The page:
The importance of budget planning

A budget must be as realistic as possible from the outset. Estimating revenue and expenditure is often a challenge for new companies.

A company's budget needs to be as realistic as possible so that year-end results are not completely different from the predictions made at the start of the year. When in doubt, it is always better to err on the side of caution. When a company first launches, estimating expenditure and revenue is often a challenge. In the excitement of launching a new company, financing plans are often unrealistic:

  • The top-down approach—where market share, and therefore revenue, is diverted from market volume—is particularly attractive.
  • Economic trends are also rarely taken into account when planning a budget. Experience shows that you cannot rely on predictable growth rates year after year.

The different components of financial planning, or budgeting, should be consistent and not contradictory. Otherwise, you will probably have to field some tough questions from creditors. Contradictory information also complicates planning.

A budget is an estimate of a company's expenditure (fees) and revenue (earnings) for the year to come. Older companies will have an easier time estimating these figures. It is simply a question of adjusting the figures from the previous year and the current year to the proportions expected for the coming year:

  • Is it possible to acquire new customers?
  • Where and how can new customers be acquired?
  • Is it possible to lose big customers?
  • Where can other costs be cut?
  • What are the additional expenses?

If any of this basic information is missing, planning a budget becomes much more difficult—but it is still necessary. It should not be too difficult to come up with a reliable estimate of a company's costs.

When it comes to costs, there are fixed costs (rent and charges, leasing, insurance premiums, etc.) and variable costs, which are directly linked to production (buying goods, energy and transportation costs, customs charges, etc.).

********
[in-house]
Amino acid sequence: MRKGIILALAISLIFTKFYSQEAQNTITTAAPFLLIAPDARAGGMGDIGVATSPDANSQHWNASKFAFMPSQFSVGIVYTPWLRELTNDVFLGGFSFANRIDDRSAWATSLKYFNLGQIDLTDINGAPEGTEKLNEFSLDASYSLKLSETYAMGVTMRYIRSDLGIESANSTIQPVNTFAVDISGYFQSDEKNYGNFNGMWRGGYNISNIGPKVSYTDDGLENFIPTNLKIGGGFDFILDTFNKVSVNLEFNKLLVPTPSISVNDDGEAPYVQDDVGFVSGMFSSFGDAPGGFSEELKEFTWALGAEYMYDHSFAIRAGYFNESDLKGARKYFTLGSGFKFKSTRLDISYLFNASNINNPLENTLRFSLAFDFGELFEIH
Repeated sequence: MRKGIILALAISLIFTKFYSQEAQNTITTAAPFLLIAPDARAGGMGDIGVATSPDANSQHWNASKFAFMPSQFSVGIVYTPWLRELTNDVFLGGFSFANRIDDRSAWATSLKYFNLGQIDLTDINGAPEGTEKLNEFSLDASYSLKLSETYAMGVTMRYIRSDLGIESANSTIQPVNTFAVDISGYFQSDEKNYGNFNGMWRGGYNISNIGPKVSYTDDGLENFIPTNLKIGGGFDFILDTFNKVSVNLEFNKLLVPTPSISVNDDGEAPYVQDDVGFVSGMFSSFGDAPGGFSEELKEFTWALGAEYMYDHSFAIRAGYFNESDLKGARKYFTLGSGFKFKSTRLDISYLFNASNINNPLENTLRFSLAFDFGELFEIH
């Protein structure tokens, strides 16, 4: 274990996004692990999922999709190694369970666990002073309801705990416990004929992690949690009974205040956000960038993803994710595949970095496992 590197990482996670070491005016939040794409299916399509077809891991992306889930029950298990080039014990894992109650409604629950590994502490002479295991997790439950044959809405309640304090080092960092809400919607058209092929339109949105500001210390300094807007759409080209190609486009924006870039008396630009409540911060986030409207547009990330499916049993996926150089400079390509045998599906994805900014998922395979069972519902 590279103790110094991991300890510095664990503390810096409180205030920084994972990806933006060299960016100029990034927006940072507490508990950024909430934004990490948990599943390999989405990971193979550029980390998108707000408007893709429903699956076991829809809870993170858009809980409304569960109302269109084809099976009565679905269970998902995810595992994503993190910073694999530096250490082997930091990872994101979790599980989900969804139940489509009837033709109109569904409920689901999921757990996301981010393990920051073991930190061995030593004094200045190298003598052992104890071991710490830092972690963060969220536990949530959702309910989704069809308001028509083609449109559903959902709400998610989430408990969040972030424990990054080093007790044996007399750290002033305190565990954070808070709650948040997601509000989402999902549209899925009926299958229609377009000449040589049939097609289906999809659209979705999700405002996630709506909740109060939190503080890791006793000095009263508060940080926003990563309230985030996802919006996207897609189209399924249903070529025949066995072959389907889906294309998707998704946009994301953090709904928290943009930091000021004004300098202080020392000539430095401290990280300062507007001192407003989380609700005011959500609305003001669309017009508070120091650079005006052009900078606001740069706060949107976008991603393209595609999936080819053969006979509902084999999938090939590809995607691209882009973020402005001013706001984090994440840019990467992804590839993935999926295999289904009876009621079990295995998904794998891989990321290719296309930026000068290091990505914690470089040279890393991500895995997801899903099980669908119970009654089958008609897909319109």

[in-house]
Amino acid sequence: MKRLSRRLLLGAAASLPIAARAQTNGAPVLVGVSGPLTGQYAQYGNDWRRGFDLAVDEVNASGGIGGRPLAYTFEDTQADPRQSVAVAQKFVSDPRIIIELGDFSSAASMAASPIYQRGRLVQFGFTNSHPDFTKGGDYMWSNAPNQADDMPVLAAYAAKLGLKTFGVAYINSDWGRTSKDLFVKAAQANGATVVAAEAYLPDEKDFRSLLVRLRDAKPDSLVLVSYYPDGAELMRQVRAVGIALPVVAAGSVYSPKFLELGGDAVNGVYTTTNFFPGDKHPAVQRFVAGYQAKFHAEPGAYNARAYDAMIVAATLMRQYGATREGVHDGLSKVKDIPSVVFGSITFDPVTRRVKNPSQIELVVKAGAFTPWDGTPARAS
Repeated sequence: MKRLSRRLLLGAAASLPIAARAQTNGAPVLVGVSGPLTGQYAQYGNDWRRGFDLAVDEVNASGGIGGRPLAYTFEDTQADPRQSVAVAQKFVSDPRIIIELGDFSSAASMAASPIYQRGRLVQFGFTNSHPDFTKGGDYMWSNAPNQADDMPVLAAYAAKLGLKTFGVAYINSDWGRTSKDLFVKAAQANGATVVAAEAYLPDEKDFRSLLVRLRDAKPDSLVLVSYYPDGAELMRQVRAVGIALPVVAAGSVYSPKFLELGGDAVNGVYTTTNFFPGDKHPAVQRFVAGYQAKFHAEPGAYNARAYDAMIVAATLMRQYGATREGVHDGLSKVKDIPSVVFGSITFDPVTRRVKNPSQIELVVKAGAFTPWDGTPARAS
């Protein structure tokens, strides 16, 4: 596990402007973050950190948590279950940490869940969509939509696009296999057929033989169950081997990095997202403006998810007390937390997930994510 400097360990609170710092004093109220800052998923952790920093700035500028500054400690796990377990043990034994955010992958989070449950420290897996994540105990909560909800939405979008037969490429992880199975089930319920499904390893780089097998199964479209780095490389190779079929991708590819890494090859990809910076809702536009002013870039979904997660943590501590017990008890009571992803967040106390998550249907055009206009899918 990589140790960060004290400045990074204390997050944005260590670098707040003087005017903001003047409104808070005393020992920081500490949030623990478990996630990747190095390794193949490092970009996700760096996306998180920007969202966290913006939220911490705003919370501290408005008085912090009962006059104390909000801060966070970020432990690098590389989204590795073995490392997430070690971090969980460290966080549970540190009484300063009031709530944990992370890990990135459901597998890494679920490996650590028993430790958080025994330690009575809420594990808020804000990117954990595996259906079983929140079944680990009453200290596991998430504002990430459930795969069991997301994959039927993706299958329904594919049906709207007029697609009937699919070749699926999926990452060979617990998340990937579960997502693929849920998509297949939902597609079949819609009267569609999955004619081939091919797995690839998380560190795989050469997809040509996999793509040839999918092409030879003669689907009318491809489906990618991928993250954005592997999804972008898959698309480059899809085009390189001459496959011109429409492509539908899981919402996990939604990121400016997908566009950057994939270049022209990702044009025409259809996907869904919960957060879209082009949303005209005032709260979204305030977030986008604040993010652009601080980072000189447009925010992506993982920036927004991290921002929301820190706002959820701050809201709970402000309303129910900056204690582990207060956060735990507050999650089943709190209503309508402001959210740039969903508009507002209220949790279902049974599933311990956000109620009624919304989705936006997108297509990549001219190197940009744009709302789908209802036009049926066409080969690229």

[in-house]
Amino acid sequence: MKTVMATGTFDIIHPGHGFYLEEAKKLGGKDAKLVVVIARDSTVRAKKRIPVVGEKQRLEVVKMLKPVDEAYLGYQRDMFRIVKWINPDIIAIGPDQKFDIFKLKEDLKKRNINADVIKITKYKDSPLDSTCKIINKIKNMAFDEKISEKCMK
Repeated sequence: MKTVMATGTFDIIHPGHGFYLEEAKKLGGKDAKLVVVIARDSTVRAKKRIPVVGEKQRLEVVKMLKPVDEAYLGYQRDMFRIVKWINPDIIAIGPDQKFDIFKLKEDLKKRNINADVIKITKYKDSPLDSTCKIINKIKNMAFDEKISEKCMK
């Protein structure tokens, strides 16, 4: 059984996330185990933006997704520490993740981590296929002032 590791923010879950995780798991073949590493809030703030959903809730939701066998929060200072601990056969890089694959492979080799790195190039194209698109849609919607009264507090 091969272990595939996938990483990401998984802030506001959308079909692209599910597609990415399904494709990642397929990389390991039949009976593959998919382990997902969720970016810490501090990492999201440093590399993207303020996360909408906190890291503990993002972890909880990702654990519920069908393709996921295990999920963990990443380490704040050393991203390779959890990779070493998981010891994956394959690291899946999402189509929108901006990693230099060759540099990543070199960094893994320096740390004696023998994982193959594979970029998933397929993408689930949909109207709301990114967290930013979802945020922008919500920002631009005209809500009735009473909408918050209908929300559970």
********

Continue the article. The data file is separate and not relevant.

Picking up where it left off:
Employees can be considered either fixed costs or variable costs, depending on their category. Administration (management, accounting, reception, etc.) generates fixed costs, whereas employees in production correspond to variable costs (provided that notice periods are short and that staff are flexible).

Sample budget

Budget for 2011 (in CHF)

Expenses

672,000

Revenue

1,040,000

Purchase of equipment

20,000

Services

880,000

Purchase of goods

100,000

Proceeds from goods

120,000

Shipping costs

5,000

Proceeds from licenses

40,000

Foreign workforce

40,000

 

 

National insurance charges (AVS, etc.)

30,000

 

 

Pension fund

28,000

Capital planning

 

Property insurance

4,000

Capital at 1/1/2011

285,000

Business insurance

6,000

Profit for 2011

308,000

Rent

48,000

Dividend/profit distribution

(120,000)

Vehicle leasing

52,000

Capital at 12/31/2011

473,000

Interest from capital/bank charges

18,000

 

 

Maintenance/repairs

5,000

 

 

Vehicle costs

8,000

Reserves (undisclosed)

310,000

Wages (incl. 13th month)

200,000

Reserves on warehouse

130,000

Office equipment

3,000

Reserves on machines

70,000

Printer paper

12,000

Patents, licenses

110,000

Telecommunications

7,000

 

 

In-house training

13,000

 

 

Remaining management costs

2,000

 

 

Legal and accounting fees

6,000

 

 

Donations and contributions

1,000

 

 

Marketing/Ads

40,000

 

 

External services

20,000

 

 

Fees

4,000

 

 

Cash flow

368,000

 

 

Amortization

60,000

 

 

Net profit before tax

308,000

 

 


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Last modification 17.08.2018

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